THE GIZMO: Photo fun at the Photo Marketing Association trade show.
Just a few weeks after some noteworthy unveilings at the Consumer Electronics Show, digital camera and accessory makers pulled off dozens more at this week's Photo Marketing Association (PMA) meet in Orlando, Fla. And that's proof positive of the vitality and highly competitive nature of this biz.
YOUR OWN LAB: Home photo printers have already wreaked havoc on the commercial labs that process and print snapshots. Now Canon is threatening the custom labs that service high-end consumers and professional photographers with its first "Pro" designated Pixma Pro9000 and Pixma Pro9500 photo printers.
These wide-body models use reformulated inks and high-density printheads - 10 separate color tanks splaying superfine droplets through 7,680 nozzles for the Pro 9500 and eight tanks pumping through 6,144 nozzles on the Pro 9000 - to output extraordinary quality prints up to 13 by 19 inches.
Underscoring the gallery quality of the work are two new Canon fine art printing papers that complement these models - a 100 percent cotton Photo Rag and a heavy, Fine Art Paper Premium Matte.
U.S. prices haven't been announced, but a British photo Web site has targeted the Pro9000 at about $700 and the Pro9500 at close to a grand.
NEW PARTNERS: Old-guard camera builders, camera-lens crafters and consumer electronics makers have been doing lots of collaborative deals to finesse their digital camera products.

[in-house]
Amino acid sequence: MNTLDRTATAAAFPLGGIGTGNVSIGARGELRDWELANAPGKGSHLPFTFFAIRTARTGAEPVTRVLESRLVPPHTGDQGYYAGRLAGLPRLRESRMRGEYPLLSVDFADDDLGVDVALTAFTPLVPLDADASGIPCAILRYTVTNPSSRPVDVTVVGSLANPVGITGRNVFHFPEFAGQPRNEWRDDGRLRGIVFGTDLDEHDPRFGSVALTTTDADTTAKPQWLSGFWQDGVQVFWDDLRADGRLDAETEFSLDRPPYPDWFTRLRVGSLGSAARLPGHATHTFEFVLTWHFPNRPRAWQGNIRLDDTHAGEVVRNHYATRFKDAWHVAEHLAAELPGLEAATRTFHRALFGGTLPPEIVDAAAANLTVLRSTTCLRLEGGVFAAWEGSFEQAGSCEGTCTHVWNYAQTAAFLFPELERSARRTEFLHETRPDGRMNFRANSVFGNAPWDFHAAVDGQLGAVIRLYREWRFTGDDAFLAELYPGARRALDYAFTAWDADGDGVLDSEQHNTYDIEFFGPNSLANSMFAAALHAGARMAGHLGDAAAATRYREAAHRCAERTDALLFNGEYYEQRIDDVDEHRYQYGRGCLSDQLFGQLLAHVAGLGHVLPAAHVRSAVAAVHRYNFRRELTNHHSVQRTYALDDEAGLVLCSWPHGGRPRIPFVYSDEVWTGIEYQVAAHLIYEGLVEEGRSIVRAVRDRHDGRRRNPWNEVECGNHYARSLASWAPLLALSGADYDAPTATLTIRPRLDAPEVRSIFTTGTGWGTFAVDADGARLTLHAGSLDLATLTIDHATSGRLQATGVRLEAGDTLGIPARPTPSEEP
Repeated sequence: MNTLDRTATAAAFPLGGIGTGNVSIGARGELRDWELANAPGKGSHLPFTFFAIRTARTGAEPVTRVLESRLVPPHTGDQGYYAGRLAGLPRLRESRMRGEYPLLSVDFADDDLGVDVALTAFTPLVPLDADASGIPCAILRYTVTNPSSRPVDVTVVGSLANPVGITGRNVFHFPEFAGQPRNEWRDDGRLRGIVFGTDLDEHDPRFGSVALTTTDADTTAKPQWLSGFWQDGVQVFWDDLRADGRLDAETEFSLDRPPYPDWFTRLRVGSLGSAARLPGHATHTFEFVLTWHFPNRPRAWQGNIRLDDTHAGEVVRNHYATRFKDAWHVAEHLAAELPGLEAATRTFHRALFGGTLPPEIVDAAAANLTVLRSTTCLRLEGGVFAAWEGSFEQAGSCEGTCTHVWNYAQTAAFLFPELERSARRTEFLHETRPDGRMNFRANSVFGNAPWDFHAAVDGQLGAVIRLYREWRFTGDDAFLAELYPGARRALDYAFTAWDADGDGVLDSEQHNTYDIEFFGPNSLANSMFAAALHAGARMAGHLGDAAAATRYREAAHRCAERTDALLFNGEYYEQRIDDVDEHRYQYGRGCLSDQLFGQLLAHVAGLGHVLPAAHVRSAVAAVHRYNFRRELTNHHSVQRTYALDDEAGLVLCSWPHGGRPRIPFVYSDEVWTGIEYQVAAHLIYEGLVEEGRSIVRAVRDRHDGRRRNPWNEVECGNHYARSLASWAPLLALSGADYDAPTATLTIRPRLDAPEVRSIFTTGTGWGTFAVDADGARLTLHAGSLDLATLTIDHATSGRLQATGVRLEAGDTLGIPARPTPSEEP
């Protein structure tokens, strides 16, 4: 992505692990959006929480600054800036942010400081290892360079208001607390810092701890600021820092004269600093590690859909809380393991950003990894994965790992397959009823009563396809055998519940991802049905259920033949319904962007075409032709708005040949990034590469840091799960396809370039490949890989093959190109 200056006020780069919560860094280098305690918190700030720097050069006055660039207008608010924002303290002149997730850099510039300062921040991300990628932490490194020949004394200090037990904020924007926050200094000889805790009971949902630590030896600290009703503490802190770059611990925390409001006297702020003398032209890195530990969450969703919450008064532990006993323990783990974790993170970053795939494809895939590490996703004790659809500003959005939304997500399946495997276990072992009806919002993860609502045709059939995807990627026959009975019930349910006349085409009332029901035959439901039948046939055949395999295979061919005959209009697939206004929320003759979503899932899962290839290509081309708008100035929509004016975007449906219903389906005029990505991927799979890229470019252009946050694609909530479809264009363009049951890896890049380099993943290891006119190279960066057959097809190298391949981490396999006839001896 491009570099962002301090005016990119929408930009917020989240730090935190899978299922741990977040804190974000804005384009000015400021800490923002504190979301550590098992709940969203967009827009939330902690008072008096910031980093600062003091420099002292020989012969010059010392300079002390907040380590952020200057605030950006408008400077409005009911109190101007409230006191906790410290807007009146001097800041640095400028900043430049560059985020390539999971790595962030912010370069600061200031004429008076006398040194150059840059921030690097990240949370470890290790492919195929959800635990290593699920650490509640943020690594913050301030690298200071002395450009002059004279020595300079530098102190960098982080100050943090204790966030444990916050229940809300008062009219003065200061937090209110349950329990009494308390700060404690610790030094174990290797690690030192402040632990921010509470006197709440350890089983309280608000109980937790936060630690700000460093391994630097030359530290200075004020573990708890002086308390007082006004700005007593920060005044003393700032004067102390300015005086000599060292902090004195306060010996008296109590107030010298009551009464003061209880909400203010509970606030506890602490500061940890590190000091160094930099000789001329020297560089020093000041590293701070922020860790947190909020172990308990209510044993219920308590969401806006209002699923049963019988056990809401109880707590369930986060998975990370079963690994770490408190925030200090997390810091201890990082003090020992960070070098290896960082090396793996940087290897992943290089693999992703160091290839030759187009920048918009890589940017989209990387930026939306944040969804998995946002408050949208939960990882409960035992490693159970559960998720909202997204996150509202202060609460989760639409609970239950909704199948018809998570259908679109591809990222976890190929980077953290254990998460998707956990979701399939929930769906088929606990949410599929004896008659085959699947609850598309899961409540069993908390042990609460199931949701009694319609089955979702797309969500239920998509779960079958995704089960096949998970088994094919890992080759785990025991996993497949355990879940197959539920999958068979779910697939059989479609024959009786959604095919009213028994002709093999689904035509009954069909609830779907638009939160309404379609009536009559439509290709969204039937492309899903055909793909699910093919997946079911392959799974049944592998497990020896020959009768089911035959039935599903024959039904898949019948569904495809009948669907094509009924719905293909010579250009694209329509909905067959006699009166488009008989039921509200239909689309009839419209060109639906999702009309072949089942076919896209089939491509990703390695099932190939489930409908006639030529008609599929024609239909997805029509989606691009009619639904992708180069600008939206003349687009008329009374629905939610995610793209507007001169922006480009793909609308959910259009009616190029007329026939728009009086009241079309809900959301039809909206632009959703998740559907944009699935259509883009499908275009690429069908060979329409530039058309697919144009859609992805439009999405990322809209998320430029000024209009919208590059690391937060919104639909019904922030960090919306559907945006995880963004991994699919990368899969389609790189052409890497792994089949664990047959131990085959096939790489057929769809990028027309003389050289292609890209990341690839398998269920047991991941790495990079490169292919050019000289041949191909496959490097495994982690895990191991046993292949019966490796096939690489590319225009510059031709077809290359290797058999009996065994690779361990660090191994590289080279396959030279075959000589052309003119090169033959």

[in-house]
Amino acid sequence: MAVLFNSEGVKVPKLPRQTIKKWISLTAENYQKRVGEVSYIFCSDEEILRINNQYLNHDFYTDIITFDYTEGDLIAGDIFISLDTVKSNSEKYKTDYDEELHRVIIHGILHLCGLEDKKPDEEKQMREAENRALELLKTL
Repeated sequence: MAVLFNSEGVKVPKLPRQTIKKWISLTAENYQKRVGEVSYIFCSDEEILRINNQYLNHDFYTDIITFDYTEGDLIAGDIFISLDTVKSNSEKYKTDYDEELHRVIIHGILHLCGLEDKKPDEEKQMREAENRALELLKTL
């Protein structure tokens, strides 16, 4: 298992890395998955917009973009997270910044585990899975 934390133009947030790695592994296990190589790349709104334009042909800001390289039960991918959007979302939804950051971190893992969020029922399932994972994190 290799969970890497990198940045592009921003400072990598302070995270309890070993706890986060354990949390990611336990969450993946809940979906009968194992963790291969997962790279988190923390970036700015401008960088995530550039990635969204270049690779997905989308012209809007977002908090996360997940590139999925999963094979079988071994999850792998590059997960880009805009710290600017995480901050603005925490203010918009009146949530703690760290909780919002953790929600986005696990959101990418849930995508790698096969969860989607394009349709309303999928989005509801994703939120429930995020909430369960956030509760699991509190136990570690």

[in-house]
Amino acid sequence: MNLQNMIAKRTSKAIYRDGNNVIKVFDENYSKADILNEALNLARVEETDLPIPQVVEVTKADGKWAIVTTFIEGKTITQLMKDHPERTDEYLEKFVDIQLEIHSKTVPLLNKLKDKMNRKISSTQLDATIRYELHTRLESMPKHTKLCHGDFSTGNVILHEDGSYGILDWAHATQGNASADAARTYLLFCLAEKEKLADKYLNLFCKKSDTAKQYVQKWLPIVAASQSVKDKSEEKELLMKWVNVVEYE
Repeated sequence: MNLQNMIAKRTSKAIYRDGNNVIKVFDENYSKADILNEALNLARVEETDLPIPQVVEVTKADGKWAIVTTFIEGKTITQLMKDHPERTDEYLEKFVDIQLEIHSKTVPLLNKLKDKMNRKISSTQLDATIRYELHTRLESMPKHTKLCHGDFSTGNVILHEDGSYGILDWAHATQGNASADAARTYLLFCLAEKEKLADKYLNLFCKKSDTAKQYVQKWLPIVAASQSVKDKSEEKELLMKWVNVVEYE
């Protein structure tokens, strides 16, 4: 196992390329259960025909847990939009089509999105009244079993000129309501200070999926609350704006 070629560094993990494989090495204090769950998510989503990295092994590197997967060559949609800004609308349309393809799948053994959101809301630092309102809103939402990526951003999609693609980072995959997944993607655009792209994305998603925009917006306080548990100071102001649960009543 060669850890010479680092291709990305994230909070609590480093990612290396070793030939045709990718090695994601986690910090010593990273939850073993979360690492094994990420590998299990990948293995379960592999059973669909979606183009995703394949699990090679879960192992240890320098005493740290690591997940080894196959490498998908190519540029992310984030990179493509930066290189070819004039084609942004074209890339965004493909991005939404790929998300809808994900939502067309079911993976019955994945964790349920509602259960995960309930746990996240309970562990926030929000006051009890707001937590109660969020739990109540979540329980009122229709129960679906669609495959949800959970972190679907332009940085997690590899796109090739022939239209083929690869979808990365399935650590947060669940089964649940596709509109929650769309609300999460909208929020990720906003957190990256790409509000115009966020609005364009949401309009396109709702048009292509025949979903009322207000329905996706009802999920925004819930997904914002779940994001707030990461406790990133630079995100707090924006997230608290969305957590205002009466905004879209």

Olympus and Panasonic are among the latest to tie the knot, establishing a new standard for digital single-lens-reflex (d-SLR) cameras called the Four Thirds System.
First fruits of their labors are the Panasonic Lumix DMC-L1 and the Olympus E-330, both unveiled at PMA and featuring a couple of very cool "exclusives."
Previous d-SLRs let you utilize the rear-mounted LCD monitor only for reviewing pictures already taken. New shots had to be composed strictly through the optical viewfinder, which gave you the "through the lens" perspective.
These new d-SLR cameras let you have it either way, also providing a live view on the LCD screen via a unique image grabber built into the optical viewfinder.
Until now, changing the lens on a d-SLR has been an open invitation for dust to accumulate on the camera's electrically charged image sensor. The Olympus/Panasonic solution is the Supersonic Wave Filter. When you're swapping lenses, it automatically goes into vibrate mode to repel and eliminate dust particles.
Also unveiled at PMA was Samsung's first d-SLR, the GX-1S. It's largely based on Pentax's d-SLR technology and will take both Schneider and Pentax lenses.
Prices on all three cameras have yet to be announced.
OH YOU CARDS! Users of the popular SD memory cards have a nifty new option from San Disk, the Ultra II SD Plus. Folding one of these cards in half reveals a high-speed USB 2.0 connector that plugs into any USB port to quickly transfer photos and other data to a computer without the need for a separate card reader.
Newly available are 512 MB ($69.99) and 1 GB ($89.99) versions. A 2-gigabyte version ($134.99) hits stores in June.